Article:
Today sees some important data for the UK but before that we get some numbers which will be the priority of the Bank of England. This matters as several members of the Monetary Policy Committee will be speaking to Parliament this afternoon. They will already be unsettled by the recent positive data and also the rally in the UK Pound to above US $1.34 and may be shaken by this from the Halifax.
House prices declined by 0.2% between July and August.
They may fear that another 17.8% fall is on the immediate horizon to fulfil the pre Brexit referendum forecast of former Chancellor George Osborne and thereby conclude that a sledgehammer squared is now required. if so they may ignore this.
This modest decrease was the smallest of the four monthly falls so far this year. The quarter on quarter change is a more reliable indicator of the underlying trend.
Okay and the quarterly picture is.
House prices in the three months to August were 0.7% higher than in the previous three months (March-May)
So still some growth here albeit slower than before which is no great surprise as we saw buy to let activity pushed earlier in the year because of the April Stamp Duty changes. Indeed the annual picture shows house price rising at around treble the rate of wage growth.
Prices in the three months to August were 6.9% higher than in the same three months a year earlier. This was down from 8.4% in July, continuing the downward trend since March when the annual rate reached 10.0%. August’s 6.9% is the lowest yearly growth rate since October 2013 (6.9%).
So if we stop and take stock we see that the main player so far this year for house price growth was in fact the Stamp Duty change. Also we see that house prices have in this latest house price boom moved from around 4.5 times earning to more like 5.5 times in response to the Bank of England Funding for Lending Scheme according to the Halifax. Meanwhile if we use the monthly average earnings series we see that it has the average wage at £26,000 meaning that the standardised average price of £213,930 is some 8.2 times it.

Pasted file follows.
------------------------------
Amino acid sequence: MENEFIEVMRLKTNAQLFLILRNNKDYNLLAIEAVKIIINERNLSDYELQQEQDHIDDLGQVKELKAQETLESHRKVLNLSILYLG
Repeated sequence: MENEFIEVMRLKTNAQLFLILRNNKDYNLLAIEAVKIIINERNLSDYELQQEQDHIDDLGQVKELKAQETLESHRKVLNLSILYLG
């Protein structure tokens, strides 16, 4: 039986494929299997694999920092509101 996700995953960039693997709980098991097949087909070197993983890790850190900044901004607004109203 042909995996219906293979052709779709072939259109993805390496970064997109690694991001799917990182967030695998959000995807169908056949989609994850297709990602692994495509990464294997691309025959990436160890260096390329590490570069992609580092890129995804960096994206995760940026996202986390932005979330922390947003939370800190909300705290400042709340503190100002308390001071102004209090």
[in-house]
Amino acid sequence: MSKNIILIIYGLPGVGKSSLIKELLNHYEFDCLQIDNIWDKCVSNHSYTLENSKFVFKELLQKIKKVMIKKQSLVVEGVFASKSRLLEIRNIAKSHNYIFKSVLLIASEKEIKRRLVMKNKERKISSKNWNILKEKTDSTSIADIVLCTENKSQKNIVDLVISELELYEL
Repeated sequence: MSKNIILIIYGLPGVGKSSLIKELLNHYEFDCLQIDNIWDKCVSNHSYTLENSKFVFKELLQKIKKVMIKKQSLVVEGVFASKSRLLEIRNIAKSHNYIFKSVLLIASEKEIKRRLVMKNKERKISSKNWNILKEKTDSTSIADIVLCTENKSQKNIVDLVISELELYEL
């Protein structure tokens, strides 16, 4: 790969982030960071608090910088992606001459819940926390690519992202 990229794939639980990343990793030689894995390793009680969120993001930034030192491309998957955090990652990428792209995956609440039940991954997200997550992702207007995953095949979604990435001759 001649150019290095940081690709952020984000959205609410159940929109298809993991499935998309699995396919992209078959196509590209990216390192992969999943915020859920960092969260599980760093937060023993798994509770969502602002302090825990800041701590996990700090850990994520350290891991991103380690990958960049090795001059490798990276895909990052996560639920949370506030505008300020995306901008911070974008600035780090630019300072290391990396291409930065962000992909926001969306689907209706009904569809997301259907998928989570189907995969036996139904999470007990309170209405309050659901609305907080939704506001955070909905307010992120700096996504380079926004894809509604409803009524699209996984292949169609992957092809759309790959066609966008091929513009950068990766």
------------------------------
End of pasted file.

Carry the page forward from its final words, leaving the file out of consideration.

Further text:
Today’s numbers which represent output in July are in the phase where the Markit business survey told us that the leave referendum result had a bad effect.
the 41-month low of 48.3 posted in July following the EU referendum.
It will be interesting to see how this is reflected in the official figures as they do not always coincide by any means. However I wish to look at a more fundamental level as I think that manufacturing is important and therefore disagree with the thoughts of John Kay of the Financial Times.
Manufacturing fetishism – the idea that manufacturing is the central economic activity and everything else is somehow subordinate – is deeply ingrained in human thinking……….From these primitive times, we have inherited the notion of a hierarchy of needs in which food and shelter rank ahead of chartered accountancy and cosmetic surgery. Along with the hierarchy of household needs comes a perception of a hierarchy of importance for productive activities – agriculture, primary resources and basic manufacturing rank ahead of hairdressing and television programming.
With respect to chartered accountants and cosmetic surgeons I do think that food and shelter are more important than them. John has plainly missed a career as a central banker when he would be vulnerable to his own ” I cannot eat an I-Pad” moment.
These days if we look at the financial sector the statement below changes in tone and emphasis.
As economies passed beyond the basic and all-consuming requests for food, fuel and shelter, rewards became divorced from the place activities enjoyed in the hierarchy of needs.
Many would regard that as a problem as is the issue he champions below.
Those who are lucky enough to have possess these rare talents or occupy positions of authority have often felt embarrassed by earning more than those who work to satisfy more basic elements in the hierarchy of needs.
If you find someone like that please let me know as they are a rare beast indeed! Today’s news on the Southern Health scandal reminds us that those who occupy positions of authority seem to have missed the embarrassment gene.